Wednesday, February 22, 2006

The OC - All About the 80s

I was going to wait to comment on The O.C. until I was all caught up on the latest episodes—I burned through the first 2 seasons in about a month, and have been picking away at the third more slowly since class started a few weeks ago—but I feel compelled to record some thoughts about it after watching season 3 episode 4, titled "The Last Waltz." The episode ends with Ryan and Marissa, the heroic teen couple, facing the daunting task of remaining true to each other even while attending separate educational institutions (Marissa at, gasp, public school, and Ryan homeschooling). Marissa suggests a solution: "the next song that comes on the radio will be 'our song.'" Of course, in fiction, the things that happen "at random" are often the most deliberately constructed events in the whole story. I had a guess at what was coming up next, and I wasn't disappointed: an 80s cover. Specifically, Youth Group covering Alphaville's ballad "Forever Young."

Josh Schwartz, the creator of the show, is almost the same age as myself, born in 1976. At 26 when the show debuted, he was the youngest person ever to run an hour-long network drama series. Many attribute its success to his youth, which gave him, or so the theory goes, a heightened ability to connect with contemporary teen audiences. But for all of the show's references to current pop (and underground) youth culture, it just as frequently flatters audience members of my generation (Generation X, 13th Gen, whatever you want to call us). The entire first season was arguably an extended riff on several John Hughes movies (especially Some Kind of Wonderful and Pretty in Pink). In addition to "Forever Young," the show has also hosted covers of "If You Leave," originally by OMD (which is also a musical reference to John Hughes's The Breakfast Club), and several Oasis tunes (of course, Oasis patterened themselves as the 90s-era reincarnation of The Beatles, which makes their subsequent reappropriation all the more appropriate). Is this mash-up a kind of colonization of current youth culture by the previous generation? Or an ingenious method of preserving the potentially ephemeral works of Gen X pop artists (let's face it, those John Hughes movies weren't always great)? Or, biased by my own personal relationship to the show, am I overstating things?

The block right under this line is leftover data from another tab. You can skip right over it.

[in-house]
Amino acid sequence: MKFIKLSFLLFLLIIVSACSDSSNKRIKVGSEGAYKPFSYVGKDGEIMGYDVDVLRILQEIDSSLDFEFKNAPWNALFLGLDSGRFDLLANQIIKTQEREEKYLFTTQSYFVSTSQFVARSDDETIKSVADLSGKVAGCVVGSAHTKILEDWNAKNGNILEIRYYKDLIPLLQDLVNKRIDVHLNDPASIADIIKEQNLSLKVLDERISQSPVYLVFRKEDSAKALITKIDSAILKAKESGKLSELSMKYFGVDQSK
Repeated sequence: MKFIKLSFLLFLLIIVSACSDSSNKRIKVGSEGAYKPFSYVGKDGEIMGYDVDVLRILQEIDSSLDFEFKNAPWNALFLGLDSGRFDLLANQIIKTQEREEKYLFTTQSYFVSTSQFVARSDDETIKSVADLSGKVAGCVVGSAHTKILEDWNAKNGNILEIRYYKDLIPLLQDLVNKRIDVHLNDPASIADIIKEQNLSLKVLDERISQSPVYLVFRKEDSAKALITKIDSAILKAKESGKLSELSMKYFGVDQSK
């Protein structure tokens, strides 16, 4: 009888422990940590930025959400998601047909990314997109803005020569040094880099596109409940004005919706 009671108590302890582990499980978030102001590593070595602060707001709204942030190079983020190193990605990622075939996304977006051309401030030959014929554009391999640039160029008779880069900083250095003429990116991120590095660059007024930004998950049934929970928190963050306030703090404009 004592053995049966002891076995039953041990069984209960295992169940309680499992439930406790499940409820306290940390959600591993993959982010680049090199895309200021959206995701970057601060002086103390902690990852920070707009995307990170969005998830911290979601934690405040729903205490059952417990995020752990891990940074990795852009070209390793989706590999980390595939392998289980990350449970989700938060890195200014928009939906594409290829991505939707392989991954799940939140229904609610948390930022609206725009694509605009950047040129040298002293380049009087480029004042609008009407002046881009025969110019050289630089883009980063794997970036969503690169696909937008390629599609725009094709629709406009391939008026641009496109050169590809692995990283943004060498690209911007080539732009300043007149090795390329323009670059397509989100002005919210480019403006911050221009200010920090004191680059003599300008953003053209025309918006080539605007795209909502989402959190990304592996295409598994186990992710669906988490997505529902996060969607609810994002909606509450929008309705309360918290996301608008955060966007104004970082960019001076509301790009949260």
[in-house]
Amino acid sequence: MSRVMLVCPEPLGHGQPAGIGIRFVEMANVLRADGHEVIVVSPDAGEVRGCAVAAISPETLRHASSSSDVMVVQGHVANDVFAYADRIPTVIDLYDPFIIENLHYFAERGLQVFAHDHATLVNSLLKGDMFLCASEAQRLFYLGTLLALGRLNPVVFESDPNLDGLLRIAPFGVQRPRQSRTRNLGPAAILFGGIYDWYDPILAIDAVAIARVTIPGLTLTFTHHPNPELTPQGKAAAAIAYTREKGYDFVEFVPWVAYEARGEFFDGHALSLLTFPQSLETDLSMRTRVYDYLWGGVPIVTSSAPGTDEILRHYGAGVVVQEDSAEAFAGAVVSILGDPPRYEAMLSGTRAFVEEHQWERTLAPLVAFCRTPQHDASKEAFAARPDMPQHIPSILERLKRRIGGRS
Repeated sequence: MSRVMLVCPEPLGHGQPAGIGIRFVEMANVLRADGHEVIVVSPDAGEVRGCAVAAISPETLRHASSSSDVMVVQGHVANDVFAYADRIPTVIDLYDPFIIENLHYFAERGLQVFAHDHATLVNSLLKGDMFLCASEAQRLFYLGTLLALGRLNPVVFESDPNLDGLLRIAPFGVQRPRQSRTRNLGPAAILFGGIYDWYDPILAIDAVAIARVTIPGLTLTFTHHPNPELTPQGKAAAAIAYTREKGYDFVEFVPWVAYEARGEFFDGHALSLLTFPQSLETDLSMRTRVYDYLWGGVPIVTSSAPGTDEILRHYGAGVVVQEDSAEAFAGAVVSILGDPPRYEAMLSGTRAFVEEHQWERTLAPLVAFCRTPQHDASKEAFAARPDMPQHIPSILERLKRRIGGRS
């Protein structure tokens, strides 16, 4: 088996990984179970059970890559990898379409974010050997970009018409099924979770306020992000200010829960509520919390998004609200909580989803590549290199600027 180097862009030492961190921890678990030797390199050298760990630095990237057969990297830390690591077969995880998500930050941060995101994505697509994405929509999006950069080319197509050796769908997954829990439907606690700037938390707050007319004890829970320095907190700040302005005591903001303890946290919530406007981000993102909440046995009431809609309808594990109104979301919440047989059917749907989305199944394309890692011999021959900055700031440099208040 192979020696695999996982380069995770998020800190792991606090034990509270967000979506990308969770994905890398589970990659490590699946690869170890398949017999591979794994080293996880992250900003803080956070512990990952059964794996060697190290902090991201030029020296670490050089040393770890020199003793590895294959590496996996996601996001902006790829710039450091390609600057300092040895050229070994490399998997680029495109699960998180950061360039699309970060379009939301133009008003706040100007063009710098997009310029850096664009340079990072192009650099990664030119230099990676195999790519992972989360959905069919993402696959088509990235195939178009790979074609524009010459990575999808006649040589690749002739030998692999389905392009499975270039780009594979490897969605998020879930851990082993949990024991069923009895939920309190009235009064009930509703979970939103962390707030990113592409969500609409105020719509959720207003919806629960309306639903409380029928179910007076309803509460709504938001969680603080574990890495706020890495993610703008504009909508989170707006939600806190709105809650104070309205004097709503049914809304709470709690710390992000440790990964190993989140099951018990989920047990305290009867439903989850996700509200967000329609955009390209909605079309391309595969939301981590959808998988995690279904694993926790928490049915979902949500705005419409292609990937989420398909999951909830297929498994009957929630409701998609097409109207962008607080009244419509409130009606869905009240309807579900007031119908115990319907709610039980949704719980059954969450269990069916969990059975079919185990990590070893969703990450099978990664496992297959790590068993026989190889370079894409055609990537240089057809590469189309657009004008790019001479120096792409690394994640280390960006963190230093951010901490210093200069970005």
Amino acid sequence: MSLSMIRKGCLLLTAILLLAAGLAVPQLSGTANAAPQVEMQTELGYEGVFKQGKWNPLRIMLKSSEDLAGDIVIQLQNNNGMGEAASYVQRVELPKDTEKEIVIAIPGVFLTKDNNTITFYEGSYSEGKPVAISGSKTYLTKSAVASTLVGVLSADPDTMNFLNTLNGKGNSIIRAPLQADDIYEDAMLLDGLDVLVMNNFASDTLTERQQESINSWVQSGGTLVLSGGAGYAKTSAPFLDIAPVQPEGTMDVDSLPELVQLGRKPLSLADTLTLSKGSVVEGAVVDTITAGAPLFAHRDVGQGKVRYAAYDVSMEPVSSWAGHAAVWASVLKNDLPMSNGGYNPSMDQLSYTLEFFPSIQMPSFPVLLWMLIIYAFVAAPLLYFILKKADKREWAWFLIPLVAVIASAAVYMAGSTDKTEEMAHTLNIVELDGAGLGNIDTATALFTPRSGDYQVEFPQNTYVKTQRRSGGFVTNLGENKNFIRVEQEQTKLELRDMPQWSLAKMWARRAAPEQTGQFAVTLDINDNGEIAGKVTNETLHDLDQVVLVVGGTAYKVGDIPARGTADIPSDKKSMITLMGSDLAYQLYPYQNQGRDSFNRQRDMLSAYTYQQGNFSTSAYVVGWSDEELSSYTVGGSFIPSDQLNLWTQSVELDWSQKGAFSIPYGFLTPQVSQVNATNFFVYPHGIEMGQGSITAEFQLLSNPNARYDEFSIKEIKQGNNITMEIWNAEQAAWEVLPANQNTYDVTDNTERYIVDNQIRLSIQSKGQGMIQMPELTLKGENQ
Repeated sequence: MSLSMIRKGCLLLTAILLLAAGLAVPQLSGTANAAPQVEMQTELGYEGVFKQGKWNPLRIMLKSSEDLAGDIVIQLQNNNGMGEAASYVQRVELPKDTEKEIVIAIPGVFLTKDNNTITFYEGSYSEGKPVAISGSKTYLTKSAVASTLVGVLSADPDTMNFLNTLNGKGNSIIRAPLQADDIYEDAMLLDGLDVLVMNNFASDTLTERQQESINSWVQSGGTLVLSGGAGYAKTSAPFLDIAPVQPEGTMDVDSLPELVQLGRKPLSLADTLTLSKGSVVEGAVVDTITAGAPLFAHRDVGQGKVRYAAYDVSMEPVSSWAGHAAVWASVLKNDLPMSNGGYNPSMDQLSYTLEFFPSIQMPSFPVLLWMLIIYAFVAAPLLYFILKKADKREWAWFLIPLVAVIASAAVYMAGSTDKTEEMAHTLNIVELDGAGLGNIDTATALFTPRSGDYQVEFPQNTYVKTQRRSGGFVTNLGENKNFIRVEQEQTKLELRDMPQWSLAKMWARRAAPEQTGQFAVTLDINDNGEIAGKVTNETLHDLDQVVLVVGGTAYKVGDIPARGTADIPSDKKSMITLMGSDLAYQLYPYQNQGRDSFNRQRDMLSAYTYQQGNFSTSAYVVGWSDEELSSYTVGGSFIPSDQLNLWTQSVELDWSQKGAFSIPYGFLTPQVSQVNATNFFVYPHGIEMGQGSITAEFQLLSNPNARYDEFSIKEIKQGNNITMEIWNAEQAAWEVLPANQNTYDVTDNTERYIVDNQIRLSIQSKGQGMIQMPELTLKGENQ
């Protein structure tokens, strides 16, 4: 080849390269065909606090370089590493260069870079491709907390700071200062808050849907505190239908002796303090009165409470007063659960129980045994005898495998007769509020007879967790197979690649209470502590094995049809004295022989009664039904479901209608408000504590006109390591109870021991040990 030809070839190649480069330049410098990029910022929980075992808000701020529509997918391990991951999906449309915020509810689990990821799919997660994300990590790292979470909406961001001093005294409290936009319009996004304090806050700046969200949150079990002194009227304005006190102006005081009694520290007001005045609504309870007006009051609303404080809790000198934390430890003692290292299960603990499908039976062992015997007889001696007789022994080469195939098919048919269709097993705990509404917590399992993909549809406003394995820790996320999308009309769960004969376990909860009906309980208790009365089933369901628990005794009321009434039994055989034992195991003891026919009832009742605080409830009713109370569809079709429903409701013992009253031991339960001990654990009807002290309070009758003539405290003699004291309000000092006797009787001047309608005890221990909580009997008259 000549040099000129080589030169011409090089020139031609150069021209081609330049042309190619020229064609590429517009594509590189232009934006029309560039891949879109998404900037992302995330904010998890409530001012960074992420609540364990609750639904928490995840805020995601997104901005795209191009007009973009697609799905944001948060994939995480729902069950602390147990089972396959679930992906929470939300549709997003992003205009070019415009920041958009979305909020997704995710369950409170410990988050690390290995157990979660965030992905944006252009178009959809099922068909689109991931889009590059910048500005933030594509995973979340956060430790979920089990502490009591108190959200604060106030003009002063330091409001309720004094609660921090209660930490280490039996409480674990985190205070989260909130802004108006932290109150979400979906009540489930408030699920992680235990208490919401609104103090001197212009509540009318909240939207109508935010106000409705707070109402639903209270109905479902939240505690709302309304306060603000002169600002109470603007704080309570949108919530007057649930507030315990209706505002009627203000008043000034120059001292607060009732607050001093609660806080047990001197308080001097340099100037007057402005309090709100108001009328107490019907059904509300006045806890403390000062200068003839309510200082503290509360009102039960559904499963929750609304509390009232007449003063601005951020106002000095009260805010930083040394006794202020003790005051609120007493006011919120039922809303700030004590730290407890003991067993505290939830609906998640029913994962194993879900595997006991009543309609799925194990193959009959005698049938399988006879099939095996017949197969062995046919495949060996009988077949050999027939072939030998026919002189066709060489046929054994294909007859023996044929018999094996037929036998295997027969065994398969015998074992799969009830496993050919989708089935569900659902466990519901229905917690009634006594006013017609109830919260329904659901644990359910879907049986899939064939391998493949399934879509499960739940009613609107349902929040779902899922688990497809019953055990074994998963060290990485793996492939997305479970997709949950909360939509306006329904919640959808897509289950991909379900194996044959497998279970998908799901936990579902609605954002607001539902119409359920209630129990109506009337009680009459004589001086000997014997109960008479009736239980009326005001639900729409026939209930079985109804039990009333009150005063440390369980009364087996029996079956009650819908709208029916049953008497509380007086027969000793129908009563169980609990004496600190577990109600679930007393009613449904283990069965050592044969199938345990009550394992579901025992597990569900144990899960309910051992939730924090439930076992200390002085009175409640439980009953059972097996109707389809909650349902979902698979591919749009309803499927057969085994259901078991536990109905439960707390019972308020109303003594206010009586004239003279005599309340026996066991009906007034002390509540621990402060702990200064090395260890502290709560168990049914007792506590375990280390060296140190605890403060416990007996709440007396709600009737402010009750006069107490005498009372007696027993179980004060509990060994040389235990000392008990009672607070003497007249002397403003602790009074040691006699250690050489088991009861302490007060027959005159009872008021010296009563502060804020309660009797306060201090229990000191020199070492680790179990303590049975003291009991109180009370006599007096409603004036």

Cultural transmission through youth entertainment is not a new concept and, until the networks start airing series written and produced by teens, somewhat unavoidable. But this seems to have a different flavor. Just 15 years ago, the popular television series built around multigenerational appeal was The Wonder Years. That featured many of the same coming-of-age themes relevant to teens, but was overtly about the baby boomer experience: set in the 60s with a classic rock soundtrack. George Lucas, once a guest star on The OC, set his coming-of-age films in the 50s and in timeless sci-fi environments. Schwartz's 80s references are, at once, thinly veiled and thoroughly transformed; sort of the televisual analog to sampling in rap music.

Sunday, February 05, 2006

ART's Romeo and Juliet at the Loeb: Agro Teen Love

Caught the American Repertory Theatre's production of Romeo & Juliet Saturday night. Director Gadi Roll, and lead actors Mickey Solis and Annika Boras, eschew any attempt at historical fidelity to either the play's original setting or Elizabethan England, instead shoehorning Shakespeare's characters and dialog into a commentary on contemporary youth culture. Comparisons to recent movies are impossible to avoid, as the play evokes the anachronistic approaches of Baz Luhrmann's Romeo + Juliet and Brian Helgeland's A Knight's Tale (complete with absurd Renaissance/hip-hop hybrid dance numbers), with costumes seemingly inspired by goth culture and The Matrix. Radically divergent from Luhrmann's film, though, are the against-the-grain interpretations of the starcrossed lovers and a palpable resistance to melodrama. Romeo is all brood and angst, with little hint of the romantic sentimentality that many may associate with the roll. Even more thoroughly transformed, Boras's Juliet offers a sharp contrast to Claire Danes's ultra-feminine teen princess version. She stomp-runs around the stage and mostly screams her dialog. This seems an attempt to add some "girl power" for audiences accustomed to strong feminist teen heroines like Buffy the Vampire Slayer. Together they create a vision of doomed punk love that made a lot more sense in Sid and Nancy. Solis's Romeo seems completely unconvinced of his own affections, a puzzling choice given his eventual suicide. The play, though in some ways attempting to engage and affirm contemporary teen culture, ultimately reflects a reactionary vision of teens as hopelessly disaffected and insincere.